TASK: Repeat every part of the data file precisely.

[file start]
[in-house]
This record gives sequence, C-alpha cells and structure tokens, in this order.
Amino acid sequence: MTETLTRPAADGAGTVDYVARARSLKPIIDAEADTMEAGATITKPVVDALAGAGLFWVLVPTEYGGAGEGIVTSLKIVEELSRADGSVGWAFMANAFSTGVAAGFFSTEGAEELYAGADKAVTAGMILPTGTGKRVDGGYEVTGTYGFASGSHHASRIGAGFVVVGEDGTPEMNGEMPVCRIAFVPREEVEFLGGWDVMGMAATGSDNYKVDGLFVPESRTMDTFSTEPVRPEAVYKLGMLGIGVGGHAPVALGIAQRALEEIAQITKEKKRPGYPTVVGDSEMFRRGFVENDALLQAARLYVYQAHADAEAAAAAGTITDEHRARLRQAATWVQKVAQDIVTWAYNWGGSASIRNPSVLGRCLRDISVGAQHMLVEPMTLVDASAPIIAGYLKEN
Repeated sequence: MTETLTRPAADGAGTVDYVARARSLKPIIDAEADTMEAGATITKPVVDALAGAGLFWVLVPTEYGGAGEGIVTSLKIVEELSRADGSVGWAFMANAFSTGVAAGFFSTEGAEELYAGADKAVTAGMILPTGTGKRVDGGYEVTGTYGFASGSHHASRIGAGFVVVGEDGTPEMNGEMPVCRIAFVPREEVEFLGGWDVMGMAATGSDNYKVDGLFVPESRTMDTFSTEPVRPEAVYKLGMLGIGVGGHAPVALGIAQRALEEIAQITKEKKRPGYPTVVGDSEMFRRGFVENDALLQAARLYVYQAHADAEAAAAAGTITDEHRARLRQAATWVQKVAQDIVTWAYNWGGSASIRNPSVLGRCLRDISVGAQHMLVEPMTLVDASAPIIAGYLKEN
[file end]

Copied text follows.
[in-house]
This record gives sequence, C-alpha cells and structure tokens, in this order.
Amino acid sequence: MTETLTRPAADGAGTVDYVARARSLKPIIDAEADTMEAGATITKPVVDALAGAGLFWVLVPTEYGGAGEGIVTSLKIVEELSRADGSVGWAFMANAFSTGVAAGFFSTEGAEELYAGADKAVTAGMILPTGTGKRVDGGYEVTGTYGFASGSHHASRIGAGFVVVGEDGTPEMNGEMPVCRIAFVPREEVEFLGGWDVMGMAATGSDNYKVDGLFVPESRTMDTFSTEPVRPEAVYKLGMLGIGVGGHAPVALGIAQRALEEIAQITKEKKRPGYPTVVGDSEMFRRGFVENDALLQAARLYVYQAHADAEAAAAAGTITDEHRARLRQAATWVQKVAQDIVTWAYNWGGSASIRNPSVLGRCLRDISVGAQHMLVEPMTLVDASAPIIAGYLKEN
Repeated sequence: MTETLTRPAADGAGTVDYVARARSLKPIIDAEADTMEAGATITKPVVDALAGAGLFWVLVPTEYGGAGEGIVTSLKIVEELSRADGSVGWAFMANAFSTGVAAGFFSTEGAEELYAGADKAVTAGMILPTGTGKRVDGGYEVTGTYGFASGSHHASRIGAGFVVVGEDGTPEMNGEMPVCRIAFVPREEVEFLGGWDVMGMAATGSDNYKVDGLFVPESRTMDTFSTEPVRPEAVYKLGMLGIGVGGHAPVALGIAQRALEEIAQITKEKKRPGYPTVVGDSEMFRRGFVENDALLQAARLYVYQAHADAEAAAAAGTITDEHRARLRQAATWVQKVAQDIVTWAYNWGGSASIRNPSVLGRCLRDISVGAQHMLVEPMTLVDASAPIIAGYLKEN